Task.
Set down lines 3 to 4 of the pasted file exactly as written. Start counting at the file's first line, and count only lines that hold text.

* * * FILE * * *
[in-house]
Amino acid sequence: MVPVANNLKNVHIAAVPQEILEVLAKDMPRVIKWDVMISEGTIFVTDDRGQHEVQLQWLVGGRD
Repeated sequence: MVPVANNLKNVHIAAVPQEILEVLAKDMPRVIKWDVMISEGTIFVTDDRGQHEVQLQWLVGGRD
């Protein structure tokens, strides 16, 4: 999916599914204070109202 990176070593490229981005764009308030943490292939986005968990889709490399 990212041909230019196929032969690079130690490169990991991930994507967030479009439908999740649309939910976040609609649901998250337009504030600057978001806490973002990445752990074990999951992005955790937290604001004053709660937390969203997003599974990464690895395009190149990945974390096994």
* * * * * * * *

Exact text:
Repeated sequence: MVPVANNLKNVHIAAVPQEILEVLAKDMPRVIKWDVMISEGTIFVTDDRGQHEVQLQWLVGGRD
């Protein structure tokens, strides 16, 4: 999916599914204070109202 990176070593490229981005764009308030943490292939986005968990889709490399 990212041909230019196929032969690079130690490169990991991930994507967030479009439908999740649309939910976040609609649901998250337009504030600057978001806490973002990445752990074990999951992005955790937290604001004053709660937390969203997003599974990464690895395009190149990945974390096994």